Mr. Speaker, I would like to thank the member for that question because it does address some of my remarks. I have said that if we are talking citizenship they have not wanted to talk the moral rationale or the statistics leading to Bill C-6. However, in my remarks I did discuss that there are 52 countries, including India, that do not permit dual citizenship, and there cannot be a stateless person at law.
Citizenship has with it a number of rights and responsibilities that flow both ways. As I said, some scholars describe citizenship as a right to have rights or, in our case, additional rights like the right to vote to elect that member.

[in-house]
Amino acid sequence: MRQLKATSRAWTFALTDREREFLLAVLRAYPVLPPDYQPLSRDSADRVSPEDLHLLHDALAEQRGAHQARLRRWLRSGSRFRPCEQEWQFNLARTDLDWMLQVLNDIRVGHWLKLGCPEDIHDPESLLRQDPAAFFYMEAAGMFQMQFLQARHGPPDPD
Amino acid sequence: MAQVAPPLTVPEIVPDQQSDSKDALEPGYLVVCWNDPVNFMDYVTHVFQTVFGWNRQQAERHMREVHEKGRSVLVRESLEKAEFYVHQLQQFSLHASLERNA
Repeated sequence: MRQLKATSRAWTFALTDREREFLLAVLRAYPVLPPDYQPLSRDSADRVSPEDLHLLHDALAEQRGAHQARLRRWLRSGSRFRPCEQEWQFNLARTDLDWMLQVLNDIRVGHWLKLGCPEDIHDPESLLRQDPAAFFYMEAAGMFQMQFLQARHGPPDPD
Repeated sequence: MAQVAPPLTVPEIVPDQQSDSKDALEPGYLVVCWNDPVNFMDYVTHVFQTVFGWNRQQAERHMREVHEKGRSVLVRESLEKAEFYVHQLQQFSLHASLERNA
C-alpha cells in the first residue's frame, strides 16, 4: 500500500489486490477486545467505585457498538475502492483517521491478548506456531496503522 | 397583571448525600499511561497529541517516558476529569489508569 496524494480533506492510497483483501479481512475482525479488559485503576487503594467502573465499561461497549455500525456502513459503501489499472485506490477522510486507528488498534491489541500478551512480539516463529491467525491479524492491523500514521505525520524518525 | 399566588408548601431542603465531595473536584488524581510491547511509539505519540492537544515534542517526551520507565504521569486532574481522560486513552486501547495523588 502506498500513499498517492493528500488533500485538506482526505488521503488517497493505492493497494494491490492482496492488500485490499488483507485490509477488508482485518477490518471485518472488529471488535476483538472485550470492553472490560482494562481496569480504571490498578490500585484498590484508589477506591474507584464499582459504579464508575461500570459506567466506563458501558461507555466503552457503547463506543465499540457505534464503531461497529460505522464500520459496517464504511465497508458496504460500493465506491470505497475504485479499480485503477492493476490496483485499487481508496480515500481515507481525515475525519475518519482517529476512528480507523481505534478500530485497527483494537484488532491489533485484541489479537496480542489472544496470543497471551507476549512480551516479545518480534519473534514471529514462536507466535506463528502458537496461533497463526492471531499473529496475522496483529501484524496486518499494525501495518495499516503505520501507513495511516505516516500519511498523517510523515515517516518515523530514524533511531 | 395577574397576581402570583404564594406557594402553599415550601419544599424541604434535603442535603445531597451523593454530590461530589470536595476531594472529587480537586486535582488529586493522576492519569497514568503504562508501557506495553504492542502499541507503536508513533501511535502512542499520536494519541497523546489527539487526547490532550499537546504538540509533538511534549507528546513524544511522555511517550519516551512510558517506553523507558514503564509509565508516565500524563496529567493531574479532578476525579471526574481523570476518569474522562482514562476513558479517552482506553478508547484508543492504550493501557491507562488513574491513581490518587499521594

What we need to have when we talk about these things is a rational discussion about why the former Conservative government really just returned to the 1966 position of having treason as a ground for revocation. Mackenzie King probably brought it in; I should have done that research. This is a rational discussion we have to have, and I think most new citizens, when we talk about these narrow grounds, agree with it to preserve the sanctity of that citizenship.